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by Eric WesoffJune 07, 2017
NEXTracker CEO Dan Shugar has been a force in the solar industry for over 20 years. He spoke at a recent angel investor meeting in Silicon Valley, revealing more details about partnerships and market expansion.
Shugar is two for three when it comes to startup exits. He was president of PowerLight when it was sold to SunPower for $332.5 million; and his solar tracker company NEXTracker sold to Flex for $330 million. After spinning out NEXTracker from Solaria, the firm has delivered more than 8 gigawatts worldwide in a few years.
Shugar noted that the company is now working with flow battery company Avalon Battery. (NEXTracker had not disclosed the name of the flow battery firm in our earlier reporting.)
The DC-coupled flow battery system can store solar generation, as well as address the problem of “clipping” inverters that are unable to handle the plant’s output at a given moment.
In a blog post, Avalon Battery’s co-founder Matt Harper suggested that the startup’s vanadium-based flow batteries are more durable than lithium-ion and “can essentially live as long as the solar plant they’re integrated with — 30 years or more.”
He added that energy can be shifted to generate more revenue, and that “much of the balance of systems and associated labor costs on the AC side can be greatly reduced as well.”
He called it the first “deeply integrated solar-and-storage system” and suggested the “era of renewable baseload generation may be closer than you think.”
We’ve tracked the flow battery industry for 10 years and have yet to witness any breakout commercial success. The entrants continue to battle the technical and cost issues of bringing this long-duration energy storage technology to scale and to market.
For an account of struggles in the space, read this GTM Squared flow battery market survey from a year ago. Not that much has changed in the market since then — although flow battery firms continue to raise money. ViZn Energy just raised another $1.9 million according to SEC filings, and Primus raised $32 million a few months ago.
NEXTracker also has an option for a containerized lithium-ion battery system made by parent company Flex.
According to Scott Moskowitz, solar analyst at GTM Research and the author of a recent report on the global tracking market, Arctech leads a small group of domestic and foreign vendors in India, while Scorpius Trackers and Mahindra Susten are the two leading domestic manufacturers.
“Module price declines have dropped fixed-tilt EPC system prices to as low as $0.55/Wdc, which has reportedly pushed some projects away from tracking toward fixed and seasonal tilt,” he said.
Despite that mild headwind, NEXTracker has sold over 1 gigawatt of solar trackers to utility-scale power plants in India.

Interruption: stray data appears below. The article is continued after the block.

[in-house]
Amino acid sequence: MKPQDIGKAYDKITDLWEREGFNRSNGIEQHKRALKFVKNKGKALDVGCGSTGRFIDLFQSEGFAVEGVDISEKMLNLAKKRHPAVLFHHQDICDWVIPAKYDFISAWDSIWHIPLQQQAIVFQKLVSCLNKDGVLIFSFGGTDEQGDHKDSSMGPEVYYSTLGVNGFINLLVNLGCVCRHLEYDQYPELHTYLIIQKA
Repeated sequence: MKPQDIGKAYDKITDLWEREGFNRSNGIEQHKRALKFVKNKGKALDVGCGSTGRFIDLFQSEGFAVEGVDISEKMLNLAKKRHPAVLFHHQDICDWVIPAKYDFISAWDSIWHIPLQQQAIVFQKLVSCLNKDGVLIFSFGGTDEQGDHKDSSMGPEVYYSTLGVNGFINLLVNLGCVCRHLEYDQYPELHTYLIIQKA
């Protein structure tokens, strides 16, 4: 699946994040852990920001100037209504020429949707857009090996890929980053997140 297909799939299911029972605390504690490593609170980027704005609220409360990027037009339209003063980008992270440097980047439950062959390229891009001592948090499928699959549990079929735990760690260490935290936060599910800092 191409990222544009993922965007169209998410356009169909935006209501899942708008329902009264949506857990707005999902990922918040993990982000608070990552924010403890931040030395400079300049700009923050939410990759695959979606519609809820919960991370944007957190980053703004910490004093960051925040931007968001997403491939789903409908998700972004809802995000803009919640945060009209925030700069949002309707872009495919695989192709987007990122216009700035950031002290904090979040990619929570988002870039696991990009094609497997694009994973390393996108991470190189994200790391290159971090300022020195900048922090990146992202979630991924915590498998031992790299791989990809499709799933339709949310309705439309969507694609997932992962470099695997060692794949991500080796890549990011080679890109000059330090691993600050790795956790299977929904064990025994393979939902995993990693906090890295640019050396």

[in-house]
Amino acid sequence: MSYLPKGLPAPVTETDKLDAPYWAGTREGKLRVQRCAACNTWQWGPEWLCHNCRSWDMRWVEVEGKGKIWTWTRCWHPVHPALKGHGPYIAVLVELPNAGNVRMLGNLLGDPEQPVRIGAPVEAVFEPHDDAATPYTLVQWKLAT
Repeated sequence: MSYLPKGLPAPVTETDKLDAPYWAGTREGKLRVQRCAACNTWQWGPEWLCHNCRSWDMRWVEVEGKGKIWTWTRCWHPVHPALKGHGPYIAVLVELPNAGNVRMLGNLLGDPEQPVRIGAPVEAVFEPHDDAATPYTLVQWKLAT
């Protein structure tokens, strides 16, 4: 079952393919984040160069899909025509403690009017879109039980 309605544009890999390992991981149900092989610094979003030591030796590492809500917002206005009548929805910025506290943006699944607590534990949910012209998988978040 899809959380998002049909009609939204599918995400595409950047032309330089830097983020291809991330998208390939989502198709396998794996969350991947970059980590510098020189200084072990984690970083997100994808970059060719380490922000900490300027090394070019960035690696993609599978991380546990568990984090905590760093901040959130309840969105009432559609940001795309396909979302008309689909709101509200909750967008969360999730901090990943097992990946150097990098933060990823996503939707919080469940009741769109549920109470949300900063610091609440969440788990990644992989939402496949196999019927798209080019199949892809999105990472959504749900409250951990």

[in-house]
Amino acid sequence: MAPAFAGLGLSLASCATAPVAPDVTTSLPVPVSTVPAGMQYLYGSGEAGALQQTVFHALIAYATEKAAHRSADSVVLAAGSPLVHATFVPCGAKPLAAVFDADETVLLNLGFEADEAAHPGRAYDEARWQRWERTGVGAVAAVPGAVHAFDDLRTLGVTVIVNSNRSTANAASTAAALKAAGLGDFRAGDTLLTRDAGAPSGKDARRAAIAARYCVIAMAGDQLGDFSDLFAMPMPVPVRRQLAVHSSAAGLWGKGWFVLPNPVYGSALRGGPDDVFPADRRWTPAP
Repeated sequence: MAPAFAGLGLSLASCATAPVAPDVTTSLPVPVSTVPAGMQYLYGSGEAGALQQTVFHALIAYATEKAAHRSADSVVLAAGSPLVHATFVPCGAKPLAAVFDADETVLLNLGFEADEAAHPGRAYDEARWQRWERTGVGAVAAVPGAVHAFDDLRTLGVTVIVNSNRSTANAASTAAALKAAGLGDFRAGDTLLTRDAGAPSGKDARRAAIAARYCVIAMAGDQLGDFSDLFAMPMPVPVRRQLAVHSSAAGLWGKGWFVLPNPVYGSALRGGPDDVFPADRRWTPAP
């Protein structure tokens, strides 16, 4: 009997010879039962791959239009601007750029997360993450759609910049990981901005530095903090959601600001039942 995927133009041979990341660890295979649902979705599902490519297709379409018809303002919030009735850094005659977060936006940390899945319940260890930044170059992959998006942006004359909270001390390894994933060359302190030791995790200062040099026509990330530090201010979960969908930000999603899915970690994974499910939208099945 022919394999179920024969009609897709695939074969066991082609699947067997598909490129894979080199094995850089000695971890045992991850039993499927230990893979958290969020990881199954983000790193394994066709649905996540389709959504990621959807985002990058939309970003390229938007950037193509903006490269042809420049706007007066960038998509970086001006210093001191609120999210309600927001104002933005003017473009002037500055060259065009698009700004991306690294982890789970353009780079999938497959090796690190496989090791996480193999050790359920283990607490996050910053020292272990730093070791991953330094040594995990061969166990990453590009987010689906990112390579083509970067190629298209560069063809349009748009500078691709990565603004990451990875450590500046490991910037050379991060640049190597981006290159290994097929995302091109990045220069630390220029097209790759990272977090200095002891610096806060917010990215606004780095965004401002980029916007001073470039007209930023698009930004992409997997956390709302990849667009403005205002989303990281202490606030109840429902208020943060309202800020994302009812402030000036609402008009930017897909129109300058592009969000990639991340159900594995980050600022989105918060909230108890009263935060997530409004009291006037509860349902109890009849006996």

“I’ve been going to India and trying to do solar there for 25 years. We actually made it happen 18 months ago. The market is really around big utility,” said Shugar.
Shugar noted that a large portion of the PV system’s material cost and weight comes from the steel tubes and piers that make up the core of any solar tracking system. NEXTracker has a steel-tube line starting up in India that will reduce logistics costs. The company claims that localization can cut shipment times by 50 percent.
According to the Make in India program, India’s annual solar installations will grow to 10.5 gigawatts of utility-scale solar in 2017 and could account for 14 percent of global solar PV demand. India’s National Solar Mission is targeting 100 gigawatts installed by 2022.
“Global tracker market growth will be temporarily subdued in 2017, with growth at 19 percent, compared to 83 percent annual growth from 2013 to 2016 and 21 percent annually from 2017 to 2021,” said Moskowitz.
That’s a “subdued” 19 percent in an off year for the industry.
Moskowitz noted, “Over 70 percent of U.S. ground-mount projects are now being installed with trackers.”
While tracking was not always easy to justify five years ago, Moskowitz cited the “overwhelmingly positive economics” of tracking today that have made it the obvious choice in large-scale solar. The market will top $4.9 billion in 2021, up from just under $1 billion in 2015.
The tracker market is highly concentrated, both competitively and geographically. Array Technologies and NEXTracker are the market-share leaders in the tracker field, followed by First Solar and SunPower’s “captive” business, along with Convert and Arctech. Other vendors grabbing small shares include GameChange, SunLink, Optimum Tracker and Solar FlexRack.
GTM Research analysts have concluded that hardware vendors will compete on price, but they’ll also have to provide an additional value to the engineering, procurement and construction provider — either to reduce installation time or help reduce soft costs.
Trackers can improve solar output by 20 percent in Las Vegas and 30 percent in Chile, at a price approaching a single-digit premium to fixed tilt. Trackers can also provide a better match to utility load.
The solar industry is in for an atypical “negative growth” year in 2017, but the solar tracker market will still experience a small expansion.
FIGURE: Global PV Tracker Market Shares by Shipments (MWdc)